Can Congress sign away their responsibilities like that? That is the question that has been submitted to the Supreme Court. I just hope they decide to take the case.

Those who voted for this bill. who are willing to abdicate the responsibilities given to them by the Constitution and allow ultimate power to be concentrated in the executive branch, don't deserve to be members of Congress. The Constitution doesn't mention a Chamber of Sycophants.

"Irresponsible" borrowers

I have been growing more irritated with politicians and pundits who dismiss the people now facing mortgage foreclosures as simply "irresponsible borrowers", implying that they are only getting what they deserve.

John McCain recently said: (quoted in the NYTimes)

“Some Americans bought homes they couldn’t afford, betting that rising prices would make it easier to refinance later at more affordable rates,” he said. Later he added that “any assistance must be temporary and must not reward people who were irresponsible at the expense of those who weren’t.”

Is it "irresponsible" to listen to the experts? Is it "irresponsible" to do what only a few years ago was presented as the patriotic thing to do? How many people remember Bush's "Ownership Society" initiative? If you don't remember, here it is (Actually, I was somewhat surprised to find this page still up, given the Administration's penchant for rewriting history.):

To quote:
"The President believes that homeownership is the cornerstone of America's vibrant communities and benefits individual families by building stability and long-term financial security. In June 2002, President Bush issued America's Homeownership Challenge to the real estate and mortgage finance industries to encourage them to join the effort to close the gap that exists between the homeownership rates of minorities and non-minorities...
President Bush's initiative to dismantle the barriers to homeownership includes: American Dream Downpayment Initiative, which provides down payment assistance to approximately 40,000 low-income families..."

So here we have the President encouraging banks and lenders to aggressively go after low-income families and make them homeowners. Perhaps the mortgage lenders, who presumably have some knowledge of economics, knew this was not necessarily a good idea - but the President is pushing it as one of his pet initiatives. And why were the borrowers low-income? Could it be that their schooling didn't extend as far as economics? Could it be that when the loan officers at the bank (making five times their income) assured them that they were eligible for these loans, the borrowers believed them? Especially with the President pushing it, and saying that the best thing the average person could do to fight terrorism was to go out, spend money,  and achieve the "American Dream"?

But no. Just remember that they should have known better. They should have known that real estate sometimes devalues. Ignore that most professional in the field forgot this. Ignore that most towns and cities -- who base their revenues on real estate values -- were caught by surprise. Ignore that all the experts were advising them that home ownership was the right thing to do.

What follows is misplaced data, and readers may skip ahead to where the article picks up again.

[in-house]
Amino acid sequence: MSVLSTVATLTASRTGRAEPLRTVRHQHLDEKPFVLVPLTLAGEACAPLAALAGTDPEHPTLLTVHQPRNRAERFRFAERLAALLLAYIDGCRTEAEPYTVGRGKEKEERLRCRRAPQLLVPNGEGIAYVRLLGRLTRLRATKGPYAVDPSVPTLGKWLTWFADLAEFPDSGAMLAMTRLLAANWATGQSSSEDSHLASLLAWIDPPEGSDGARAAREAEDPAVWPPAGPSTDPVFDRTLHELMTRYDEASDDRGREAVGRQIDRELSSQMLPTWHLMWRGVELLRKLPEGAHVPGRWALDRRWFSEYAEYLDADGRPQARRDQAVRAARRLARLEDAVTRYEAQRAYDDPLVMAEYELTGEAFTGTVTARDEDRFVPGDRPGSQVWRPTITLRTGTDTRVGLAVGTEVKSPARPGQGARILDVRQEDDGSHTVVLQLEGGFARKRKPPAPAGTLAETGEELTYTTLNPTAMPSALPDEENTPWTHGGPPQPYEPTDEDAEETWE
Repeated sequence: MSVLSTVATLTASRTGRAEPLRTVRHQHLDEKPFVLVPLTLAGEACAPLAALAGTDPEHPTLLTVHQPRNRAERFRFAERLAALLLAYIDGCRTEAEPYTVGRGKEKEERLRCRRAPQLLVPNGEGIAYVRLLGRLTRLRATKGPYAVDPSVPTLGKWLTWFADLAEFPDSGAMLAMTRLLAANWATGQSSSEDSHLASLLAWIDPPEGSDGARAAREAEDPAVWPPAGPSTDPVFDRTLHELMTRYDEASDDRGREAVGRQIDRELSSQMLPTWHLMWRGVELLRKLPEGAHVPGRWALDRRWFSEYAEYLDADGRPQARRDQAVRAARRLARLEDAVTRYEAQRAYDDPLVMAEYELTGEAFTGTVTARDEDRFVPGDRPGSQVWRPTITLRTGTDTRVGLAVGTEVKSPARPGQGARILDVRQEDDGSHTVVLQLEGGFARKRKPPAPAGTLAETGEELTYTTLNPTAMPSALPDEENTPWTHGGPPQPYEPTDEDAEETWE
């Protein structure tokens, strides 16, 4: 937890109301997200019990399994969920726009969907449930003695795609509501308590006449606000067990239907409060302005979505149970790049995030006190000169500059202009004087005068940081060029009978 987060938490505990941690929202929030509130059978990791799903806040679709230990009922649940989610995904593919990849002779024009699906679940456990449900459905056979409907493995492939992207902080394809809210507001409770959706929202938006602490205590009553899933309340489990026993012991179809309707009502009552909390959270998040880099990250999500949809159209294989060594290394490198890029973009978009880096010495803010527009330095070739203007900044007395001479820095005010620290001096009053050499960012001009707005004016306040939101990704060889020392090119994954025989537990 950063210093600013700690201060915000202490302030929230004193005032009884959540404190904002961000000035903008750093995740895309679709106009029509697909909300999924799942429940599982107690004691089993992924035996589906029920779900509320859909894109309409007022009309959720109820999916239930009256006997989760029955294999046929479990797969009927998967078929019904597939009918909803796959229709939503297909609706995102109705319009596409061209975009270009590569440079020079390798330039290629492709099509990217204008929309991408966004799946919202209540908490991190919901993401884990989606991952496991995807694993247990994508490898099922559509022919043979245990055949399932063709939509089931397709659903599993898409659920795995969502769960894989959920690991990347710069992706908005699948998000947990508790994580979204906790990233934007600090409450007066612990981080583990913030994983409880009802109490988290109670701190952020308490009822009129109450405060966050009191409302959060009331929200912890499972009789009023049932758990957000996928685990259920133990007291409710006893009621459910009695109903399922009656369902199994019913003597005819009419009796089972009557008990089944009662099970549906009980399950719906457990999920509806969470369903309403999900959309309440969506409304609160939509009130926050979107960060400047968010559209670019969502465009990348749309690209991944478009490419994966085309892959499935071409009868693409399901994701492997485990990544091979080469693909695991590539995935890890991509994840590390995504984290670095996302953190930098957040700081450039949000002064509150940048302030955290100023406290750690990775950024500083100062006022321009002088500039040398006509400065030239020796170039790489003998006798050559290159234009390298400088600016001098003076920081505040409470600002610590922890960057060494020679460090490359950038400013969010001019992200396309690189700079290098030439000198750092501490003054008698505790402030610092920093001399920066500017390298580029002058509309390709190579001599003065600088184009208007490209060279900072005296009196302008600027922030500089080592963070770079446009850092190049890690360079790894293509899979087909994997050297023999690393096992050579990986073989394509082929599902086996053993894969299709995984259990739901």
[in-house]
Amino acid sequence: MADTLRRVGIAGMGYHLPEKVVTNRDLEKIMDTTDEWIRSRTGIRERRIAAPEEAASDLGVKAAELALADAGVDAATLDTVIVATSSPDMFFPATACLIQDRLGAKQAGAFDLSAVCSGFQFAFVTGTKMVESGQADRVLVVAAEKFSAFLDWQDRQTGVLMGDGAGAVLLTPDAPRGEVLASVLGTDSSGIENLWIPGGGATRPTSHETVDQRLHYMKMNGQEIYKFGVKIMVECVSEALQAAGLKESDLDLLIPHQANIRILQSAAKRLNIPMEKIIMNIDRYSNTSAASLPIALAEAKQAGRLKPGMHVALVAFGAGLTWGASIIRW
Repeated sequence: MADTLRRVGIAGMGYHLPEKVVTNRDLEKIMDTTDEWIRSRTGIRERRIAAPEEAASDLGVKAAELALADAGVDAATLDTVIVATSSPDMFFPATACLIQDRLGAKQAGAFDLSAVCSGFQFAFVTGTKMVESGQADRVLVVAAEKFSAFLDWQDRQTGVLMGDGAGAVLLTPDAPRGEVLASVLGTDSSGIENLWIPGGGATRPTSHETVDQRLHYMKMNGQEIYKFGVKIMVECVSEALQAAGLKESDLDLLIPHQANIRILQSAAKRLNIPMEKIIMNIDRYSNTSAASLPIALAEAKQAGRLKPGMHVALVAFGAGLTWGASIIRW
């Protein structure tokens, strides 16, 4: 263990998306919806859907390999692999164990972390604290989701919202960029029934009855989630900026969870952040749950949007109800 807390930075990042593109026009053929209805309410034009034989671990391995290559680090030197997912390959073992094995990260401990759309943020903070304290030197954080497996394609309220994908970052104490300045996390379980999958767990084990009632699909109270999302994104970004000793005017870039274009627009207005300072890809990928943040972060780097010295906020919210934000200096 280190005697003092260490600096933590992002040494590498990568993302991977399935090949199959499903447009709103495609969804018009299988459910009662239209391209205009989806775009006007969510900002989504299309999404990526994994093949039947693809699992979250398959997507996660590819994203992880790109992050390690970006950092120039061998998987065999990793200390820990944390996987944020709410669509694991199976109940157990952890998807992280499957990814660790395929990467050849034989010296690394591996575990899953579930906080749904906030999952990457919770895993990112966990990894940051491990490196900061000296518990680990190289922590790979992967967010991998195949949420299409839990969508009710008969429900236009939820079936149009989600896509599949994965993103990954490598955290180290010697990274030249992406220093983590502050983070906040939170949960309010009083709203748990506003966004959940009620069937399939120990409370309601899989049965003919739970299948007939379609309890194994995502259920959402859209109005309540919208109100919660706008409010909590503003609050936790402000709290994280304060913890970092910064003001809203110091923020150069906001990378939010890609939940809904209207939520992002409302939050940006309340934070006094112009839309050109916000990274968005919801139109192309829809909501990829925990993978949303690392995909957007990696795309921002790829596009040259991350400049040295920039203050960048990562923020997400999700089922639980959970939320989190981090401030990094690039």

In the end, they borrowed above their means, and for that sin they will be punished.

The professional advisors and enablers had nothing to do with it. 

Next time you are given advice by your lawyer, your doctor, or anyone who is a professional in any field, remember that is your decision to listen to them, so any bad decision is your fault, not theirs. Remember, it's all the Decider's fault.  (uh, wait a moment...)

It's been a week.

I think I need to check my horoscope or something. Last week was Not To Be Repeated™.

My computer crashed. Entirely my fault; I pulled out the ethernet plug and accidently snagged the power plug at the same time. Macs are usually pretty robust about things like that, but this time the hard drive got trashed. Like the computer didn't even know it had a hard drive.

Luckily I have a bootable backup drive. Unfortunately, the last time I had backed up was at the end of January. Fortunately my work is mostly low tech and this was not a crisis. Unfortunately my customer records were computerized and I didn't know who had paid and who hadn't, and I haven't yet done my taxes.. You can see the see-saw.

Then. I delivered a repair to a customer, a lovely lady, a retired doctor. She gave me a lollipop as I was leaving. I bit into it and broke a tooth. #12, if anyone is interested; that's the one just behind the upper left canine. I didn't just break a little piece. I essentially split the tooth, breaking it off below the gumline and exposing the nerve.

My dentist just retired, and I didn't really know his replacement. Now I do, and I must say I'm rather pleased with him. First, he squeezed me in, but he also went far above the call of duty and took a lot of time discussing the situation with me and talking over the options. Ultimately, I had to go to an oral surgeon for the extraction. He was much more brusque. (I know this hurts but I've got to do it). The tooth came out.

Much of the rest of the week passed in a Vicoden fog. They don't suture the gum; you can actually see the bone and you want a blood clot to form on it so it can heal and you can't disturb the clot or you risk what's called "dry socket". Ycch. It's a great way to diet; you don't want to eat anything and you take tiny sips of liquid. They recommended ice cream, so I indulged there. I'm a bit lactose intolerant, so it gives me the runs, but Vicoden gives you constipation and it seems to have all balanced out. (I'm sure everyone wants to hear these details).